To provide comprehensive rehabilitation, patients frequently require the ability to move in a gravity-neutral or buoyant environment. This unweighting of the back or lower extremity allows the patient to move more freely with reduced effort and/or decreased pain. Additionally, water can be used as a resistive force for movement that is more tolerable than conventional weights or pulleys.
The Aquatic Physical Therapy department features a state-of-the-art 62-foot by 18-foot, 3-lane, 4-foot deep pool that is solar-heated to a therapeutic temperature at 92 degrees F. The pool area has natural lighting and controlled ventilation. Temperature, filtration and chemical feed systems are completely computerized, thus ensuring optimal water quality. Find further details in our Aquatic Therapy brochure.
The pool and locker rooms are handicapped-accessible. The pool has stairs with hand rails to facilitate entering and exiting. Swimming and walking lanes are 42 feet long with an 18-foot by 20-foot rectangular exercise area. A wide variety of therapeutic water equipment is available.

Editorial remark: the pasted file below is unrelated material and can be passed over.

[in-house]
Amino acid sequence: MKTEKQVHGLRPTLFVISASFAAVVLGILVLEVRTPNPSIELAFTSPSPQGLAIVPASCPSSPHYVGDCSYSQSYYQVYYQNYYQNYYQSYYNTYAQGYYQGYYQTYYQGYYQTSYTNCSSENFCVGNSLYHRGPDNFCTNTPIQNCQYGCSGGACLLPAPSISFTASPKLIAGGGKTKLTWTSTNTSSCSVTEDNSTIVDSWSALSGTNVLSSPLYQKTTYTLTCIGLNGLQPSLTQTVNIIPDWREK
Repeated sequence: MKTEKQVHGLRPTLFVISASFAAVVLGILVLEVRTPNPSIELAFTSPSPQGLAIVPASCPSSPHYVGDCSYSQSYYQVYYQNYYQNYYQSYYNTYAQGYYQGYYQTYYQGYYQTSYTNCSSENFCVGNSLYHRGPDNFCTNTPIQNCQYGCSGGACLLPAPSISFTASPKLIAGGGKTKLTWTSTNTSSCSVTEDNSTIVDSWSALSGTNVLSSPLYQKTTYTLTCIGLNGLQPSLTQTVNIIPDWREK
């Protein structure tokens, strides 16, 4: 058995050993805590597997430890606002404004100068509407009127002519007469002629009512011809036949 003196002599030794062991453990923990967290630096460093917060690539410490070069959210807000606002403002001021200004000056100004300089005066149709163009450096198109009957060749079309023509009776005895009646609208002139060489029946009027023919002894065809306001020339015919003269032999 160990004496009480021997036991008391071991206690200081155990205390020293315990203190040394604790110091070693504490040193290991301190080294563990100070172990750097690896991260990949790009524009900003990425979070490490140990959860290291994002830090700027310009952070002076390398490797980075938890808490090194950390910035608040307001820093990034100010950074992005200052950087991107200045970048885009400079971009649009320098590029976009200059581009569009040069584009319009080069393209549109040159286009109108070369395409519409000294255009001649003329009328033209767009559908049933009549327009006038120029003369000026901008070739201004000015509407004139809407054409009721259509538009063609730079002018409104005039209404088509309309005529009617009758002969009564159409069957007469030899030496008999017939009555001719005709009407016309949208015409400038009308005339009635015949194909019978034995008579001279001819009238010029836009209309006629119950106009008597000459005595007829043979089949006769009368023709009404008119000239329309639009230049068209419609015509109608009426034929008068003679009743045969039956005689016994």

Aquatic physical therapy is initiated via referral from a licensed physical therapist. Using the properties of water, an individualized program is developed, which addresses the therapeutic goals indicated by the physical therapist.
Patients are educated as to the rationale and implementation of their therapy. Workouts are monitored and refined to produce an independent program which has been individualized to meet the patient's therapeutic needs and with the emphasis on carry-over to land activities.
In addition to stretches, strengthening, Range-of-Motion, mobility, flexibility, aerobic and stabilization exercises, and balance/gait training are also strong components of the aquatic therapeutic program. The resulting program provides a patient with the knowledge and ability to safely implement their own individualized program in an outside facility such as the YMCA, a health club, and/or a community pool to promote continued wellness and minimize risk of re-injury. Fear of the water or being a non-swimmer is not a barrier to aquatic physical therapy. Specialized water adjustment practices and swim instruction are available.